Wayne Mills Remembered During Alabama Memorial Service

photo credit: ©2013/Foxland Hall-Melinda J.P. Harlan, All rights reserved.

photo credit: ©2013/Foxland Hall-Melinda J.P. Harlan.

Country singer-songwriter Wayne Mills was remembered during a memorial service on Sunday afternoon (Dec. 8) in the auditorium of Arab High School in his hometown of Arab, Ala.

Wayne, who died at age 44 on Nov. 23, was the lead singer of the Wayne Mills Band, which toured nationally for more than 15 years and recorded seven albums. Artists including Jamey Johnson, Blake Shelton and Taylor Hicks opened for the Wayne Mills Band early in their careers.

Mills’ black boots and his acoustic guitar, decorated with the numerous signatures of the friends he made during two decades of touring, were displayed in front of his black casket, which was adorned with a small University of Alabama sticker. The singer-songwriter’s guitar strap was draped simply across the casket’s top.

His white cowboy hat and crimson University of Alabama No. 91 football helmet were encased in glass boxes beside his casket. Before the service, several of Mills’ songs played as his widow, Carol, greeted friends and family. She handed each mourner a black guitar pick embossed with “WMB” and his band logo on the front and “Wayne Mills” and “1969-2013” on the back.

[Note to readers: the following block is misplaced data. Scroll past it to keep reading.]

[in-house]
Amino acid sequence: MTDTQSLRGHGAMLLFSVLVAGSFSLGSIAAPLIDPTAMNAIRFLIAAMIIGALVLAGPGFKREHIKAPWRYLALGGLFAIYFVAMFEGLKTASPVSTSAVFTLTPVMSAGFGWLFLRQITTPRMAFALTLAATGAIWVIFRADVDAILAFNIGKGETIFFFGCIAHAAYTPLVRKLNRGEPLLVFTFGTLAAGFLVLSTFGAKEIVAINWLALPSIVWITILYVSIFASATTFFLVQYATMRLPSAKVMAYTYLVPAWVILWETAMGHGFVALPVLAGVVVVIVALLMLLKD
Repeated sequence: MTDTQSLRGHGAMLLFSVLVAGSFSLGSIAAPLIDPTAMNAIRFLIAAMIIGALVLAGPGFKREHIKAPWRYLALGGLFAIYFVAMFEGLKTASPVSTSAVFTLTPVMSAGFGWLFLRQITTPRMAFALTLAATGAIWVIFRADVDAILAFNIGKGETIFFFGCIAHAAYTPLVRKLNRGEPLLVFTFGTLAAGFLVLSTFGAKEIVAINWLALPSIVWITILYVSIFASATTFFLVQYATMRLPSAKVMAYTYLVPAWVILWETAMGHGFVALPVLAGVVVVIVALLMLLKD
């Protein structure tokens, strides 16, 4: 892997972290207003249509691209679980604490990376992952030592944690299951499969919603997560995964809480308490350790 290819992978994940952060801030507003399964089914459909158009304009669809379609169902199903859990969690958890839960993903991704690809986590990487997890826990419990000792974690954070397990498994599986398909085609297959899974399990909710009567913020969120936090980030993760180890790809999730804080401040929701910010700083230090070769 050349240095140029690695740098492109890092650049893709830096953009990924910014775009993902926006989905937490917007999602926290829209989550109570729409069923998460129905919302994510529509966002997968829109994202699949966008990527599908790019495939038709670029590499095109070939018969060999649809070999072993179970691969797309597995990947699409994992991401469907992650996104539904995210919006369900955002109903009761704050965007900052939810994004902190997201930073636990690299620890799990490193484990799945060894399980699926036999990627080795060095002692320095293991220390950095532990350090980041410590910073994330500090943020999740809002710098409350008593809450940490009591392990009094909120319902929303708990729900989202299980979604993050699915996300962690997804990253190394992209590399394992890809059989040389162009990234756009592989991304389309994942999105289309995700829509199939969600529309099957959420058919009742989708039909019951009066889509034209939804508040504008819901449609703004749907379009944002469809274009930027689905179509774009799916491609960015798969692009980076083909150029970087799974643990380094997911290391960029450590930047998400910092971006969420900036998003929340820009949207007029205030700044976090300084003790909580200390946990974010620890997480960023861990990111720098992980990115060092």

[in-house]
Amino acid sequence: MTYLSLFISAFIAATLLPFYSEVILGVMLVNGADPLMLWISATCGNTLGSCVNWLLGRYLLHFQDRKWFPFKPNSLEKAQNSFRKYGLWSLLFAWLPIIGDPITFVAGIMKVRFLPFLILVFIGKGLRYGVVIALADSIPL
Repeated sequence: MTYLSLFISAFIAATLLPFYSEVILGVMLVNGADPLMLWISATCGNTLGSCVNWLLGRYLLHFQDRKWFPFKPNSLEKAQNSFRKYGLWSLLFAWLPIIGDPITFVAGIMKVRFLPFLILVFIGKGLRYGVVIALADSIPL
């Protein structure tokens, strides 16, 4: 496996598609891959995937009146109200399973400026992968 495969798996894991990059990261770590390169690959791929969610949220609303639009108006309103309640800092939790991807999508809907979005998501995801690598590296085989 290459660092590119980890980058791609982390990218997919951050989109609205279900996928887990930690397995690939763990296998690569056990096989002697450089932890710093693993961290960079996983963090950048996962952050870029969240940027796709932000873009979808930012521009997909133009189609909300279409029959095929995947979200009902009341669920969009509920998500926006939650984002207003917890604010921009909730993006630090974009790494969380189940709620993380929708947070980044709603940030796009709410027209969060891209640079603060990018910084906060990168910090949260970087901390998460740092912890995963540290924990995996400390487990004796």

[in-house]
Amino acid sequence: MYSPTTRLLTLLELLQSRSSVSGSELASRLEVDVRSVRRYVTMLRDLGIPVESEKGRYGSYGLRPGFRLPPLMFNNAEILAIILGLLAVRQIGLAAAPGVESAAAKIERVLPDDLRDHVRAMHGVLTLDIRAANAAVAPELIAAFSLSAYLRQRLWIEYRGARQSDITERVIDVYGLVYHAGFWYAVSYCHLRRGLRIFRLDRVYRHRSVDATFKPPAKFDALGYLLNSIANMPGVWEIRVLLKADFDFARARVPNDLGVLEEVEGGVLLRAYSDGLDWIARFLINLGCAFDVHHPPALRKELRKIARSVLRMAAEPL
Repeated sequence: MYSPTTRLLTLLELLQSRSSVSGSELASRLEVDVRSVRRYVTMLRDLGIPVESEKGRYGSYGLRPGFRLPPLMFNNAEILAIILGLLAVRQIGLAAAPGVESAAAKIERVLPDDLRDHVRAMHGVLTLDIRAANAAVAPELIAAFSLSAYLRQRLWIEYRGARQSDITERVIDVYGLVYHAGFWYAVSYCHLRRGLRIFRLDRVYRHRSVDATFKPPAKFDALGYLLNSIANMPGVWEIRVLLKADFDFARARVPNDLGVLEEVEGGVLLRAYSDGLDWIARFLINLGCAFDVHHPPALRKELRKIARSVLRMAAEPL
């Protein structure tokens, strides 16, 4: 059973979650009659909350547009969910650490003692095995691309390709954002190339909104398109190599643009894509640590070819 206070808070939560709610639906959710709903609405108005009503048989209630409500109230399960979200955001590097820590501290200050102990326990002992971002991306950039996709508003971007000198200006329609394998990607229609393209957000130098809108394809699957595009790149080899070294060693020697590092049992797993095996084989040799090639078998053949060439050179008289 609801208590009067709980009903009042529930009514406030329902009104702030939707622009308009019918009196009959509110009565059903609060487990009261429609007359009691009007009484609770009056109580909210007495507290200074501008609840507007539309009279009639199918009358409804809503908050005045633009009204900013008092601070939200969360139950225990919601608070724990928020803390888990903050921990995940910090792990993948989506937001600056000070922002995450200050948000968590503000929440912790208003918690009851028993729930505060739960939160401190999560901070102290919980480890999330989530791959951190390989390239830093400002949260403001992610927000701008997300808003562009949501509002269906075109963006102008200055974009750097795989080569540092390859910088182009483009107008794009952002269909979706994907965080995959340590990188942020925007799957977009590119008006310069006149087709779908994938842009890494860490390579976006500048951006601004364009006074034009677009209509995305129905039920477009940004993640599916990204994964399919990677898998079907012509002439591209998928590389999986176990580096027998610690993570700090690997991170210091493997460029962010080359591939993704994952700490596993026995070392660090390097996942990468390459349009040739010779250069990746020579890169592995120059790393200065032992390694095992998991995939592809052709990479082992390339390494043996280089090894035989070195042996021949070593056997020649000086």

The service opened with Heather Little Standifird singing Willie Nelson’s “Angel Flying Too Close to the Ground.” Pastor Don Ware of Highlands Baptist Church read from Psalms and recited Wayne’s obit. He gave an example of Mills’ selflessness and generosity. “When the tornadoes hit here in Arab, he was the one who came and put on a performance for those who lost everything in that storm.”

“Those grieving with us today and around the world–his reach was that far–do so because of the man that Wayne was, not necessarily his talent,” said Mills’ friend Gary “Sarge” Sargant said. “While he was an extremely talented and gifted artist, the only thing bigger than his talent was his heart. A man deeply committed to family, he was also deeply committed to his musical family. He was a friend, a mentor, a critic when needed, but more importantly, he was a voice for each and every artist doing it the right way and working hard. The music always came first for Wayne.”

Mills was on the board of directors of the Outlaw Music Association; it was announced that the Guardian award has been renamed the Wayne Mills Memorial Award. “It is up to us to move forward and make sure that his dream of a family of musicians and artists, each and every one of us, happens and comes together where we can love one another and be kind to one another and help one another as he did on a daily basis,” said Sargant.

After the service, the family gathered for a private burial.

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About the Author

Jessica Nicholson serves as the Managing Editor for MusicRow magazine. Her previous music journalism experience includes work with Country Weekly magazine and Contemporary Christian Music (CCM) magazine. She holds a BBA degree in Music Business and Marketing from Belmont University. She welcomes your feedback at [email protected]

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